Bainbridge Island Review


Man arrested for multi-county theft targeted Bainbridge

Bainbridge Island Review Staff Writer
February 14, 2013 · 3:48 PM

Officers sort mail found at Lysiak's apartment by ZIP code at the Port Townsend Police Department. / Photo courtesy of Port Townsend Police Department

A Port Townsend man was arrested this week on charges ranging from stealing mail to identity theft, and police said he may be responsible for some of the recent mail thefts on Bainbridge Island.

Adam Justin Lysiak, 38, is being held on $250,000 bail after he was arrested Tuesday in Port Townsend. More than 1,000 pounds of mail was discovered in his possession.

The bust came after police received a tip that he was living in the area and running an extensive identity theft operation. Port Townsend police were joined by six other agencies when they arrested Lysiak at 5:30 p.m. Tuesday.

Lysiak jumped off the rear balcony of his second-floor apartment before being taken in.

“I don’t think he was anticipating that officers would be there, so he didn’t try to escape after that,” said Officer Luke Bogues of the Port Townsend Police Department.

Lysiak complained of being hurt after his jump, and was transported to a local hospital before being booked into jail.

The suspected mail thief is no stranger to authorities. Lysiak was already wanted for escaping community custody in Federal Way. His original conviction out of King County was for identity theft and possession of stolen property and possession of fraudulent bank checks.

He is also wanted by Kent authorities for three counts of possession of stolen property, and in Federal Way for forgery and attempted theft. Fife authorities have also sought Lysiak for a criminal traffic charge.

While based in Port Townsend, Lysiak allegedly traveled throughout Kitsap and Jefferson counties under the cover of night and opened mailboxes. He is accused of using information obtained from stolen mail to create fake identities in order to pass fraudulent checks and get credit cards.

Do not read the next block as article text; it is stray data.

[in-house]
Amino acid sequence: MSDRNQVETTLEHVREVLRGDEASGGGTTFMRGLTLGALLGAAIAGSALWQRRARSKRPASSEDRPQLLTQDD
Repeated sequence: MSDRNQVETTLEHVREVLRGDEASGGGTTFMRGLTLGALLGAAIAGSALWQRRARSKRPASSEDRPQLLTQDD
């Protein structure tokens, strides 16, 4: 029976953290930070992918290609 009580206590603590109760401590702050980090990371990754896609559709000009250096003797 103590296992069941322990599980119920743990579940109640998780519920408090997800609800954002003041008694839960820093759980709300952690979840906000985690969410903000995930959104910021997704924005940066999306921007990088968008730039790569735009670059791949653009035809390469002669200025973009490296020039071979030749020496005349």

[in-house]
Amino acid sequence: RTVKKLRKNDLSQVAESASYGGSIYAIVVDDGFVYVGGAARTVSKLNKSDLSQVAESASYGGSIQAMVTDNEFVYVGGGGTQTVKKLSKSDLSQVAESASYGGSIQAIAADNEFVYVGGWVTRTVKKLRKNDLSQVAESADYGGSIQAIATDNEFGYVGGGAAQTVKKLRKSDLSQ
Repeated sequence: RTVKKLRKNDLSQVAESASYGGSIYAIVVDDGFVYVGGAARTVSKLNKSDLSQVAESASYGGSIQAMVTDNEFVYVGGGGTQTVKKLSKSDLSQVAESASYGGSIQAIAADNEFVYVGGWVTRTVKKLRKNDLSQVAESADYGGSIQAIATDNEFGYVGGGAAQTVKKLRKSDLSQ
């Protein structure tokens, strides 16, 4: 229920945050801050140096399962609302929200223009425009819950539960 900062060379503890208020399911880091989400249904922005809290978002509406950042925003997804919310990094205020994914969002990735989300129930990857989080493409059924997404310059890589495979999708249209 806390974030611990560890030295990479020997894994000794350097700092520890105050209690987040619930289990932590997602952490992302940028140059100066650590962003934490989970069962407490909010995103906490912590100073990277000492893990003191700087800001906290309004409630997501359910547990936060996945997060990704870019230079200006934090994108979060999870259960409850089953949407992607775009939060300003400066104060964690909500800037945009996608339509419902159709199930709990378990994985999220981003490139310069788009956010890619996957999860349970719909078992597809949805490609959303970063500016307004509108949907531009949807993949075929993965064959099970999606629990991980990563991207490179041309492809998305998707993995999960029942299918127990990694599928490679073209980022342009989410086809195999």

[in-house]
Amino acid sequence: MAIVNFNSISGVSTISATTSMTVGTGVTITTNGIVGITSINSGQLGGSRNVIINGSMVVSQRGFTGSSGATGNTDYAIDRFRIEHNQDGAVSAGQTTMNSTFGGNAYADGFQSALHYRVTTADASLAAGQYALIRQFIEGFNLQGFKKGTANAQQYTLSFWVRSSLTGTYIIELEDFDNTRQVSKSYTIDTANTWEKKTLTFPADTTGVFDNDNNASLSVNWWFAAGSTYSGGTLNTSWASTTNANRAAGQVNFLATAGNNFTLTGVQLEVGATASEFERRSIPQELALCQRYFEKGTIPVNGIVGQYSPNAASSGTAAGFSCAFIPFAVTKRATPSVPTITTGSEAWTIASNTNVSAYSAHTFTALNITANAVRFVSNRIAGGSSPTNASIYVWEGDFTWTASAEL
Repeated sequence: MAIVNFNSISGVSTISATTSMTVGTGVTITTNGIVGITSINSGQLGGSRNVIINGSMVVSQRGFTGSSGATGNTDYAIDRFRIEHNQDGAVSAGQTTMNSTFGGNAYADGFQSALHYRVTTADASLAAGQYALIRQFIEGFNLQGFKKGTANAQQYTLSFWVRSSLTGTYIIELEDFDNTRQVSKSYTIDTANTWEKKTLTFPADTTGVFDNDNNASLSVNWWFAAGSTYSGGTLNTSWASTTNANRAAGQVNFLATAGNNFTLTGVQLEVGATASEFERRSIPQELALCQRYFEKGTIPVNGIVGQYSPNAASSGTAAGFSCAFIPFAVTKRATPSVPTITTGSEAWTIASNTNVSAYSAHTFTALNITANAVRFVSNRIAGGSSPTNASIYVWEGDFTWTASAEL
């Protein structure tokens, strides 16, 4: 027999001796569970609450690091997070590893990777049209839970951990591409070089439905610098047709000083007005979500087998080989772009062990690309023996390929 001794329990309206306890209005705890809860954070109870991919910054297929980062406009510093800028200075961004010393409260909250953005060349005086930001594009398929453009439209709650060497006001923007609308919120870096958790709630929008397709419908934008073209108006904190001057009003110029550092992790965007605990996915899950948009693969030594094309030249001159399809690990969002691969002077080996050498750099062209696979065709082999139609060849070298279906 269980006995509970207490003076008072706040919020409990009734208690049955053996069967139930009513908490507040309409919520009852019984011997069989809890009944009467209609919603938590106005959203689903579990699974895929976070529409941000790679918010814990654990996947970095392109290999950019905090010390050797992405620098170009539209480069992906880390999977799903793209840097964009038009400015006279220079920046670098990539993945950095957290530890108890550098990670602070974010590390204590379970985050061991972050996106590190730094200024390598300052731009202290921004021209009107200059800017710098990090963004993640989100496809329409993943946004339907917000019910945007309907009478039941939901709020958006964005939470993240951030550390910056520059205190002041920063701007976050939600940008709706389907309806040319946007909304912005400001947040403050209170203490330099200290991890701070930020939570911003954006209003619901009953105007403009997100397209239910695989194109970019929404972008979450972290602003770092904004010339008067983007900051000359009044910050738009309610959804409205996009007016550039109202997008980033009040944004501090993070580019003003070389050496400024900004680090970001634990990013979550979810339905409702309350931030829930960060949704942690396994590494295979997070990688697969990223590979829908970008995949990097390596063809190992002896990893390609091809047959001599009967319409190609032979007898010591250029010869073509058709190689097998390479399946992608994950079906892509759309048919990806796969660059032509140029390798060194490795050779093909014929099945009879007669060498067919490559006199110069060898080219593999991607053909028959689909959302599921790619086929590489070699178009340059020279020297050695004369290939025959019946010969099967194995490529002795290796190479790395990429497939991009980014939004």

Victims will be contacted through the mail if their information has been discovered in Lysiak’s loot, police said.

“We are still pulling mail out of bags, it’s too much mail to go through quickly,” Bogues said. “It’s going to be a long effort.”

Computers, printers and other materials were also seized by authorities. The evidence is so extensive that Port Townsend police expect to spend weeks sorting through it all.

U.S. Postal inspectors are also lending a hand to help sort through the evidence.

Lysiak could be facing more than 100 felony charges, as the state of Washington considers every 10 pieces of stolen mail a separate felony charge.

Police are requesting that residents refrain from flooding the station with calls. They will be contacting victims as fast as they can.

“I know people are probably anxious, but this is something that will take a significant amount of time,” Bogues said.

Police suspect that Lysiak likely passed bad checks or used stolen credit information to make purchases and are asking retailers to contact them if they suspect he visited their store.

Bogues said retailers can contact him or Detective Jason Greenstan during business hours at 360-385-2322.

Local authorities have been well aware of a recent rise in mail thefts.

So far, the Bainbridge Island Police Department has collected 11 reports of mail theft while Poulsbo police and the Kitsap County Sheriff’s Office noted at least six reports of mail theft since the beginning of February.

In some cases, entire neighborhoods were hit.

While law enforcement officials might not yet know if Lysiak is the individual responsible for all of the local thefts, they do have a good idea as to why mail is targeted. Mail theft leads to identify theft. The end game is drugs.

Thieves use bits of personal information to obtain everything from credit lines or even steal money directly from a bank account.

“They spend so many hours trying variations on a theme to get this information,” said Deputy Scott Wilson with the Kitsap County Sheriff’s Office.

Wilson said it isn’t just the narcotics trade that attracts identity thieves, though other forms of financial fraud often go for bigger scores.

“They want the stuff that is going to get them into someone’s credit account or bank account,” Wilson said. “And when people see that red flag go up for outgoing mail, they know that most of the time it’s going to be bills with checks inside.”

Checks are a convenient prize for thieves. They contain all the banking information they need for a quick lump of cash.

“They can wash that check or print their own,” Wilson said. “They know it’s not going to last forever, but if it’s good for a couple thousand dollars, why not?”

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